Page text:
Sodinokibi ransomware (aka REvil) operators have breached the Brazilian-based electrical energy company Light S.A. and are demanding a $14 million ransom.
The company issued comments to a local newspaper confirming the attack,
Light S.A. admitted the intrusion to a local newspaper, but it did provide technical details of the security breach either disclose the type of ransomware that infected its systems.
“The company claims to have been the victim of a virus attack, but what motivated this attack has been kept confidential: hackers have invaded the system and sent a virus that encrypts all Windows system files.” reads the post published by the newspaper.
Researchers at AppGate have analyzed a sample of the malware allegedly employed in the attack and linked it to the Sodinokibi ransomware.
“Our malware analysis team had access to the binary that was likely used in the attack and we were able to confirm that the sample is from a family known as Sodinokibi (aka REvil).” reads the analysis published by AppGate. “Althought we can’t confirm that this was the exact same file used in the attack, the evidence points to being connected to the Light SA breach, such as the ransom price, for example.”
The binary was uploaded to a public sandbox, a circumstance that suggests the personnel at the company have submitted it to determine the nature of the file.
The sample is packed, its behavior is similar to the one associated with other binaries that the researchers have identified from this family. Upon unpacking the binary, experts were able to decrypt the configuration and access data about the ransomware, including the actor / campaign ID, and the URL provided to the victims to get instructions on how to pay the ransom.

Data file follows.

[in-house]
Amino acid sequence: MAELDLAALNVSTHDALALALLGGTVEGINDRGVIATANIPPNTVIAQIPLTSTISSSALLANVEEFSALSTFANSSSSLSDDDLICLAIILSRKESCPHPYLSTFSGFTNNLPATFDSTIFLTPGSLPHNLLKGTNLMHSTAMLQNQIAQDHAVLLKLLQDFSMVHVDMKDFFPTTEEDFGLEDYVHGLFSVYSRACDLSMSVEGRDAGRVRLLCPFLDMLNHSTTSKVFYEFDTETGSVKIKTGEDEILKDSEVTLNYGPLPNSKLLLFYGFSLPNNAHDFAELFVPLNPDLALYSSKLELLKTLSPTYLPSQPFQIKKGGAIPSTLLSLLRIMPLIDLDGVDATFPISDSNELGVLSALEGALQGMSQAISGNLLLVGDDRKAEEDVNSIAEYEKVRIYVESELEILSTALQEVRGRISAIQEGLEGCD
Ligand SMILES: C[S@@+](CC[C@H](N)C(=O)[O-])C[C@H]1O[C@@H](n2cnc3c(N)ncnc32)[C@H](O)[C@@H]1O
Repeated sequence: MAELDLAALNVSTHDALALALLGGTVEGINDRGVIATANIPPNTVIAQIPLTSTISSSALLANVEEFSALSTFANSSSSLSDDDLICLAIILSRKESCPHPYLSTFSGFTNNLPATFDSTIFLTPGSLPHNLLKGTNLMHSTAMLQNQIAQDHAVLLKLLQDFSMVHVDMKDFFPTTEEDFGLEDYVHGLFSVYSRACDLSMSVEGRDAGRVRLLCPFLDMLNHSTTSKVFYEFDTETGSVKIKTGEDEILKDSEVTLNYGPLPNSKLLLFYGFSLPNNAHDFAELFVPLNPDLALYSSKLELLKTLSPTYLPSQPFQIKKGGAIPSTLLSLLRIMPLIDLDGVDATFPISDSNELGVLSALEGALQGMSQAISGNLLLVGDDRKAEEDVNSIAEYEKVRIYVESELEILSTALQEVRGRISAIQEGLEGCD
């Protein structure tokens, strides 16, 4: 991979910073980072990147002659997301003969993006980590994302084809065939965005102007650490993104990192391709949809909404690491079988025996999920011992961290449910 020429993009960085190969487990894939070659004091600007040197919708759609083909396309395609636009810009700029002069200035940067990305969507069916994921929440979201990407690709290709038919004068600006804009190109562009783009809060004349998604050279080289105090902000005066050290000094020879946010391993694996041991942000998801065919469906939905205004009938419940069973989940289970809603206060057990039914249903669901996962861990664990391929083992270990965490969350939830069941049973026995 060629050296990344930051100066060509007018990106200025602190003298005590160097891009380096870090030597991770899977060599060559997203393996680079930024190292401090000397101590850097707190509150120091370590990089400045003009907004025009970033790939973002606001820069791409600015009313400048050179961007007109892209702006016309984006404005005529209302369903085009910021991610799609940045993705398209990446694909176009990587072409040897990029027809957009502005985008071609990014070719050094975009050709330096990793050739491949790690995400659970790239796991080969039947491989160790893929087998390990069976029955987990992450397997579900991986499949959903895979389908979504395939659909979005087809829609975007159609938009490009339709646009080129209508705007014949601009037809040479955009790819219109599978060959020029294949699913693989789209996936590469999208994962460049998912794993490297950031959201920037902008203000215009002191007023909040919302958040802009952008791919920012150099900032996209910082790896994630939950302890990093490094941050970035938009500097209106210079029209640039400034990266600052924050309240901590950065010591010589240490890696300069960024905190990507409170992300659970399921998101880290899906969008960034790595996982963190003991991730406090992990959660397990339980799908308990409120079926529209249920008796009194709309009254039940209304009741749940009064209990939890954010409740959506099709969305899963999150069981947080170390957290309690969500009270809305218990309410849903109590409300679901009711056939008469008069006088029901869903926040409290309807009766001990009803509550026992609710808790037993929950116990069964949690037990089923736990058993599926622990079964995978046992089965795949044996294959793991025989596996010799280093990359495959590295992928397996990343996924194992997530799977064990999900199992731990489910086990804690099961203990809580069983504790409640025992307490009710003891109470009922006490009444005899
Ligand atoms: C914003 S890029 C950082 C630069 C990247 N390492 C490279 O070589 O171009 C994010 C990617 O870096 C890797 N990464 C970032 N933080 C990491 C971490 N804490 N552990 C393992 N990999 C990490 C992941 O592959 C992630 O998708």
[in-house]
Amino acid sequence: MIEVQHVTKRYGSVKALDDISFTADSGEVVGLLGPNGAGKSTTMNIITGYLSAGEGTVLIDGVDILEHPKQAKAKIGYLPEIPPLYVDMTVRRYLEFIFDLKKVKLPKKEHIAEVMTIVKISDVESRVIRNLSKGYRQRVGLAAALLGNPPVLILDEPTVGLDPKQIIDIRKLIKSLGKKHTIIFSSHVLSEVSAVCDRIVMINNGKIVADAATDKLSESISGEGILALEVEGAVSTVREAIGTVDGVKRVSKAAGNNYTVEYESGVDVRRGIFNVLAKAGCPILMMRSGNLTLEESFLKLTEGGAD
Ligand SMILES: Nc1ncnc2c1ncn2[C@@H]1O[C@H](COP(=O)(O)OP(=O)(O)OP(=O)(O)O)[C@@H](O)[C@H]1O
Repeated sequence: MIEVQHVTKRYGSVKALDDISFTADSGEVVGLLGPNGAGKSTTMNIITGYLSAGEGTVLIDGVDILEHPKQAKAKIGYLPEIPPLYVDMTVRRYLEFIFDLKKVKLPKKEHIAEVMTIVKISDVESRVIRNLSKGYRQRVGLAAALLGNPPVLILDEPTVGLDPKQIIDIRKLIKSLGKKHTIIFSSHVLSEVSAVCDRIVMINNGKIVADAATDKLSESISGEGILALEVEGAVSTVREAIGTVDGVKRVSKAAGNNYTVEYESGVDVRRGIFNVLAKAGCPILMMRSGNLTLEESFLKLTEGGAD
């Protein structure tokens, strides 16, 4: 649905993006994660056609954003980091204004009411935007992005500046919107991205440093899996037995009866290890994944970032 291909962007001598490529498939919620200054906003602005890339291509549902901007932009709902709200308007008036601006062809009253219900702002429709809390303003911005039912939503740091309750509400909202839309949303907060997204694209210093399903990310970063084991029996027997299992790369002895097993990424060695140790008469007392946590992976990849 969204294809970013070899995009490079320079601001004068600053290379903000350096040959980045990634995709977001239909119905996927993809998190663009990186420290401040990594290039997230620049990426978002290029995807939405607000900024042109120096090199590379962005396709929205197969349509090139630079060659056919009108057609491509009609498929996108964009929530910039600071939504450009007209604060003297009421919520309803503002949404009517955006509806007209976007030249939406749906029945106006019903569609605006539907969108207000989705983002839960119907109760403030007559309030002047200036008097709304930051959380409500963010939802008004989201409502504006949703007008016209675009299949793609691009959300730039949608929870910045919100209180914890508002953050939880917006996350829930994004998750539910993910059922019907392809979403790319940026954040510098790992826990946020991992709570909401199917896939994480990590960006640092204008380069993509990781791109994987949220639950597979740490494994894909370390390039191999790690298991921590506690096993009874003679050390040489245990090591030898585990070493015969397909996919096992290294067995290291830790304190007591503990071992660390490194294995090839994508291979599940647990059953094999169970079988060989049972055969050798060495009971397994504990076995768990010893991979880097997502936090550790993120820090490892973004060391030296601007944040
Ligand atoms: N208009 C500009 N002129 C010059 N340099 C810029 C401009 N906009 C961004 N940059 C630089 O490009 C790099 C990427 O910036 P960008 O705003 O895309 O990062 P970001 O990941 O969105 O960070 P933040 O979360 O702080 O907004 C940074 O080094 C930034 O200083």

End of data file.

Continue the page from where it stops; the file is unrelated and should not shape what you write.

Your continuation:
The payment page is hosted on the Tor network, threat actors are demanding to the victim a ransom of 106,870.19 XMR (Monero) by June 19.
The time run out and ransomware operators are demanding an amount that is doubled (215882.8 XMR), approximately $14 million.
The payment page includes information about the attackers, it claims that attackers are the Sodinokibi gang.
“The whole attack looks very professional, the web page even includes a chat support, where the victim can speak directly with the attacker. Sodinokibi works as a RaaS (Ransomware as a Service) model, and the group behind the operation seems to be affiliated to “Pinchy Spider”, which is the same group behind GandCrab ransomware.” the researchers continue.
The experts explained that Sodinokibi is available as a RaaS (Ransomware-as-a-Service).
AppGate researchers noted that the sample of malware uses 32-bit and 64-bit exploits for the CVE-2018-8453 vulnerability to escalate privileges.
The ransomware employed in the attack has a whitelist based on location.
“Unfortunately, there is no global decryptor for the family, which means that the attacker’s private key is required to decrypt the files.” AppGate concludes.
“During the period of the attack, we noticed that the company’s website was offline, presenting an error message related to the database, which could be related to the attack.”
(SecurityAffairs – hacking, Sodinokibi)
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